Chevron, Locals Prepare Ecuador Pollution Appeals
Author: Victor Gomez
Ecuadorean workers clean up an oil waste pit owned by state petroleum company Petroecuador in Shushufindi, some 410 km (254 mi) east of Quito December 8, 2009.
Photo: Reuters/Guillermo Granja
Lawyers for Chevron Corp and plaintiffs who accuse the U.S. oil giant of pollution return to a provincial court in Ecuador's Amazon this week to appeal one of the world's largest ecological damage rulings.
Lawyers for the 47 named plaintiffs in the lawsuit say they will file papers on Thursday before a three-judge panel at a court in the remote jungle town of Lago Agrio to try and increase the $8.6 billion award.
Chevron's lawyers will also appeal judge Nicolas Zambrano's order on Monday that the company pay the damages and apologize to local indigenous communities for drilling-related contamination.
The California-based company says it is innocent and that the case was driven by politics and greedy trial lawyers.
"The objective, of course, is to overturn this illegitimate ruling that is the product of fraud and collusion and divorced from all legitimate scientific evidence presented in the case," Chevron spokesman James Craig said.
The company is ready to appeal to Ecuador's top court, National Court of Justice, if necessary, he added.
Resolution of the more than 17-year-old legal saga could be years away, and few analysts expect the company to pay anything soon. Chevron's stock price was not hit by Monday's ruling, as investors had widely expected the verdict.
It is one of the biggest environmental rulings in history. In 1994 an Alaskan court ordered Exxon Mobil Corp to pay $5 billion for the Exxon Valdez oil spill, but after years of legal wrangling the fine was slashed to $500 million.
SOME EVIDENCE DISCARDED
The Ecuadorean plaintiffs say the billions, awarded by one judge on the court, are not enough to clean up areas they accuse Chevron of ruining by pouring drilling waste into the jungle, contaminating water supplies and causing health problems including cancer.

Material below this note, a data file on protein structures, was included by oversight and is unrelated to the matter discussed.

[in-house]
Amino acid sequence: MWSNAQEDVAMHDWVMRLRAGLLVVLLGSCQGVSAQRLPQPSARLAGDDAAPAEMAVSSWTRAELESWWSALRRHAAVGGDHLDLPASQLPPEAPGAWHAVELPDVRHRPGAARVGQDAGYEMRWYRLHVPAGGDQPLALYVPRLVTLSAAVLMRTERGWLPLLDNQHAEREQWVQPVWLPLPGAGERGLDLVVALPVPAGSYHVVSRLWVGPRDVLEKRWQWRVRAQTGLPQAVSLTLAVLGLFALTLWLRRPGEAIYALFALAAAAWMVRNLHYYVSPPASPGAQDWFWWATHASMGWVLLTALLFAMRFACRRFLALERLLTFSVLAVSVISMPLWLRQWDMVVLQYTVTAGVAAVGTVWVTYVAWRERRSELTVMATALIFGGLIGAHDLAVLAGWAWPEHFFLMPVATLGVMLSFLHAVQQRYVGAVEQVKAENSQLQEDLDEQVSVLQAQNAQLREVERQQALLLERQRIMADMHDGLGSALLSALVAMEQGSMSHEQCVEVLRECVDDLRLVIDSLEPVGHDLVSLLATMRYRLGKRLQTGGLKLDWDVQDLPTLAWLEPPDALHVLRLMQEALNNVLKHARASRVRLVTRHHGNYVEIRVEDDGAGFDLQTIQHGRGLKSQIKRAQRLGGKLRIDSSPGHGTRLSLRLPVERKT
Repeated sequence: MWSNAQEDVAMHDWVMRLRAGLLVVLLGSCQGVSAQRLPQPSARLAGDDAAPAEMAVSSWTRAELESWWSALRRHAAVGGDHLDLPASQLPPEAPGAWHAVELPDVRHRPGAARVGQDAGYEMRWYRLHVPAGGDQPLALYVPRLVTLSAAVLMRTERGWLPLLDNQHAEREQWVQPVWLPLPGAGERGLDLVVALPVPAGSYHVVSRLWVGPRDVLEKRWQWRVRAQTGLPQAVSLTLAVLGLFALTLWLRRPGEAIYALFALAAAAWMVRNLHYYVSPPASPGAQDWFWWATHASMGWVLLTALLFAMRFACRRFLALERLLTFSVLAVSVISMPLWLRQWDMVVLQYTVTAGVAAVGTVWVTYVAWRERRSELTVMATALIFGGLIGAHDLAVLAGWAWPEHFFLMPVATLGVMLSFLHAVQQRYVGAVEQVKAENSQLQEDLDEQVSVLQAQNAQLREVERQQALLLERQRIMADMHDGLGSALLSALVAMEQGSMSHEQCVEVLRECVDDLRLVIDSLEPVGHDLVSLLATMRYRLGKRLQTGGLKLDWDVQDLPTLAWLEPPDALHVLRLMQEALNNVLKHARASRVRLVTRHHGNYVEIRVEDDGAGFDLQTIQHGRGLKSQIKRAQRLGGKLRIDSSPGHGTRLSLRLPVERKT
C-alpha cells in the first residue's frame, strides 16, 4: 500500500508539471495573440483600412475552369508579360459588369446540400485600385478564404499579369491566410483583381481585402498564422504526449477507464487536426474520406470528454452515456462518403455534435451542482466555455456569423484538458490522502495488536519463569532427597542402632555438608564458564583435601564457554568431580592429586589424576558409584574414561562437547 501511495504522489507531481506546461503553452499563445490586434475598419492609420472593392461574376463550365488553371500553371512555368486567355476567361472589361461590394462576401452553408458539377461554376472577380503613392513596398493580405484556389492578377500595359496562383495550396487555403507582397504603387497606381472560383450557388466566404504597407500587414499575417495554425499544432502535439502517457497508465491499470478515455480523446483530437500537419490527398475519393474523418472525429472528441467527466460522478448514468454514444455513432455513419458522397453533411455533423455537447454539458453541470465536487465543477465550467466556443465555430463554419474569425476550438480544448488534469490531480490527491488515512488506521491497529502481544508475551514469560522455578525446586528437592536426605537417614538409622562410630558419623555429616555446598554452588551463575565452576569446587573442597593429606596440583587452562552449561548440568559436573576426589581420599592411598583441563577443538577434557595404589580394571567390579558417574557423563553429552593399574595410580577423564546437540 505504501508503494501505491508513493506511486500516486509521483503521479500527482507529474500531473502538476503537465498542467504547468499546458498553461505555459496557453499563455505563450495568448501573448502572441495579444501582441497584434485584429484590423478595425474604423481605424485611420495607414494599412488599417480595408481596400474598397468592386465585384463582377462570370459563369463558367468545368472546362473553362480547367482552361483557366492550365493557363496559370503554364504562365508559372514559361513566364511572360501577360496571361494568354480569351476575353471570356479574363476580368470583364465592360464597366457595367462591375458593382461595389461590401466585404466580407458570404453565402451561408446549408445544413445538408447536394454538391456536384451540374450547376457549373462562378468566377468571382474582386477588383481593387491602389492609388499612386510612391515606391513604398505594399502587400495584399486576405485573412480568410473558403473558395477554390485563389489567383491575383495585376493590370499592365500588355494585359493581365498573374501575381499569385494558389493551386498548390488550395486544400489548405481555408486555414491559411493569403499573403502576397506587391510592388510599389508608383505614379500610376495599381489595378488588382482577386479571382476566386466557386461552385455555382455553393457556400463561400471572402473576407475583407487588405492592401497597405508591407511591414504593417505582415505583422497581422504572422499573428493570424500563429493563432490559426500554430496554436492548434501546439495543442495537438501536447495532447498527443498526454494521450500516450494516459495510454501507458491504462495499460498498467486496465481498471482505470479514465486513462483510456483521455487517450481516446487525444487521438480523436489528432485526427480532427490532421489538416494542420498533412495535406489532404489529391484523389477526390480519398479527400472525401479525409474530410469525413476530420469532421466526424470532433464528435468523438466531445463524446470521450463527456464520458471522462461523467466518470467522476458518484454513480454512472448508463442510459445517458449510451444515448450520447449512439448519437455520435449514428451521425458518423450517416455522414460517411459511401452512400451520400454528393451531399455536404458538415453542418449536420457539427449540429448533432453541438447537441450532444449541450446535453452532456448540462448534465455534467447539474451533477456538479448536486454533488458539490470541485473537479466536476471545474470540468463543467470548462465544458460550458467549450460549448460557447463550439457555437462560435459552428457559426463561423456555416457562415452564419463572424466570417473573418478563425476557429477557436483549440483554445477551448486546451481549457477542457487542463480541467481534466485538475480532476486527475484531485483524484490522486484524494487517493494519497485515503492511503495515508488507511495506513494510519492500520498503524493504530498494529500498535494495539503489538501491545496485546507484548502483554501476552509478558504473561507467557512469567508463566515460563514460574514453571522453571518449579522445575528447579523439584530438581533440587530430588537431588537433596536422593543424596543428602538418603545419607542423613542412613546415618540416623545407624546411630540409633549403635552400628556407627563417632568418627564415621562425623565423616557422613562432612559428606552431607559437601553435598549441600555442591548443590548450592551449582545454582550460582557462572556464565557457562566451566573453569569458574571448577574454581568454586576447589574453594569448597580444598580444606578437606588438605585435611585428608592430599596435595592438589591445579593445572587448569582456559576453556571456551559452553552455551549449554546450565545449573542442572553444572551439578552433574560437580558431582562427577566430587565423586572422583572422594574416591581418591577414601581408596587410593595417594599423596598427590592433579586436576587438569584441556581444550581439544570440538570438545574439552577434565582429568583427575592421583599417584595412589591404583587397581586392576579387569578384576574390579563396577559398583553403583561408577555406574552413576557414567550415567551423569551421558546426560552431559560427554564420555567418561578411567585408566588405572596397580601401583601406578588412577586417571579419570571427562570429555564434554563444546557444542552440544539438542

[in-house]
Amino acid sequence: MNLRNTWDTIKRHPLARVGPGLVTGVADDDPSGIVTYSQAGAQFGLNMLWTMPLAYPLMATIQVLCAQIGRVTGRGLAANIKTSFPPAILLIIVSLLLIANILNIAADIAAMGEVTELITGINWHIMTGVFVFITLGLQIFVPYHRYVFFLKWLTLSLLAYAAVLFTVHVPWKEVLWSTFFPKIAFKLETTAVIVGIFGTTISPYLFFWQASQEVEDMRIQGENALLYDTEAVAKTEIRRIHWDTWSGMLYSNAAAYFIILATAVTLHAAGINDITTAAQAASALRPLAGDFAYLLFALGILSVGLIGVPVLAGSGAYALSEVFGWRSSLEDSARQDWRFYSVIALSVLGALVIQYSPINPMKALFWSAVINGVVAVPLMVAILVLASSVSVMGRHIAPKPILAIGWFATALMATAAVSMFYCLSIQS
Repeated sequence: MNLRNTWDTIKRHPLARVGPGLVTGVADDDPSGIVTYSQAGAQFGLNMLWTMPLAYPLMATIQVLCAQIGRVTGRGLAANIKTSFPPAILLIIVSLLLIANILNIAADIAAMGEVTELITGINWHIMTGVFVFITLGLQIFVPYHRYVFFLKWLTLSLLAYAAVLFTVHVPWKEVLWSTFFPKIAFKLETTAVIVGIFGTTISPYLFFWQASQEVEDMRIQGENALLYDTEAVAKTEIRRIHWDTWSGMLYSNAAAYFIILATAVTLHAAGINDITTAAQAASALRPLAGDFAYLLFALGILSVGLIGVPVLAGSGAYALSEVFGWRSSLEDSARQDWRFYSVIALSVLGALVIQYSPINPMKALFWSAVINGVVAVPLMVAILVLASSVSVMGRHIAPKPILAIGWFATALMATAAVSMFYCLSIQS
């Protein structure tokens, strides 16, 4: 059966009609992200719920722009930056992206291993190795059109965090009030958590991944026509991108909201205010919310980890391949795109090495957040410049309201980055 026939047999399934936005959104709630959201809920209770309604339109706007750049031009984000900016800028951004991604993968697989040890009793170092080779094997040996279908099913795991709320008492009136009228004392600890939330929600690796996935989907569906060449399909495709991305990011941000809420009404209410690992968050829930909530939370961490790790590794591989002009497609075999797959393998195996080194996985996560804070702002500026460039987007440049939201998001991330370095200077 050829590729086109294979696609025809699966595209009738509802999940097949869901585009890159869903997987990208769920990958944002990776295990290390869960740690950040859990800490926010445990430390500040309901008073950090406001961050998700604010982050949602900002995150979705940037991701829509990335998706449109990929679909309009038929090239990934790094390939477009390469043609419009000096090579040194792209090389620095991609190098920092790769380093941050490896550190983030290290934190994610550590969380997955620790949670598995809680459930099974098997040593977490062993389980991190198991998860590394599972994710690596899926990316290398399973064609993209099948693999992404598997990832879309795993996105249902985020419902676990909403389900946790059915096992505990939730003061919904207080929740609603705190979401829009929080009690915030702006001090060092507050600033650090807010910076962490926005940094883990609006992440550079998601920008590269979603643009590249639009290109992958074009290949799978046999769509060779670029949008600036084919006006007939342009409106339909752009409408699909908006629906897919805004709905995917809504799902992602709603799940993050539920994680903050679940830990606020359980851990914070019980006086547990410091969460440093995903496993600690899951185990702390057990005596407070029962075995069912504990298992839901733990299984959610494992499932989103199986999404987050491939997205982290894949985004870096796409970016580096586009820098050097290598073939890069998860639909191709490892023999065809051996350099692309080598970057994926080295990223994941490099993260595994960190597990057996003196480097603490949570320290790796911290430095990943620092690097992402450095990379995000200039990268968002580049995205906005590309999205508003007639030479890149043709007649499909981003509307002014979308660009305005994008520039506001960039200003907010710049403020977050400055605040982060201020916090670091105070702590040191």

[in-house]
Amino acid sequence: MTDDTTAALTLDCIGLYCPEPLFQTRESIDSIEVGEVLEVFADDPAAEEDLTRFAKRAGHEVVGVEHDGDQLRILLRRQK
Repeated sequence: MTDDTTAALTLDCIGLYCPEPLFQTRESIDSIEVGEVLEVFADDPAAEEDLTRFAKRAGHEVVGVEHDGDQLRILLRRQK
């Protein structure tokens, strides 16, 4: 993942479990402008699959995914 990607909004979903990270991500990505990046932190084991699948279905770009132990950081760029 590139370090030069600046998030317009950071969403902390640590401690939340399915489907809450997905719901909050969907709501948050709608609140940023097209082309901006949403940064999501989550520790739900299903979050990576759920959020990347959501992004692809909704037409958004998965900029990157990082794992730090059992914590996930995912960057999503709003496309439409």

Chevron denies that any health problems in the region are its fault and says it cleaned up pollution for which it was responsible.
"We want to ensure the damage award will adequately remediate all the contamination that Chevron is responsible for," said Karen Hinton, a Washington-based spokeswoman for the plaintiffs.
The plaintiffs have not said how much they will ask for in additional damages, but had first sought at least $27 billion.
Investors and the oil industry are watching closely to see if the Ecuador case could set a precedent leading to large claims against other companies accused of contaminating countries where they operate.
Chevron says that the plaintiffs' lawyers ghost-wrote a report for a court-appointed environmental expert, who was supposed to provide an objective analysis of the Rhode Island-sized area in eastern Ecuador where Texaco operated in the 1970s and 1980s.
Chevron inherited the case when it bought Texaco in 2001.
Because of the doubts over the quality of the report in question, Judge Zambrano discarded it, opting to use evidence from other expert witnesses to reach the ruling, he told reporters on Tuesday.
The suit has spawned a plethora of international legal actions that Chevron says effectively block Ecuador from enforcing any local ruling.
Chevron, which made $19 billion in net profit last year, has no assets in OPEC-member Ecuador. The plaintiffs want to get Chevron assets in other countries as a way of enforcing any final ruling against the company.
(Editing by Xavier Briand)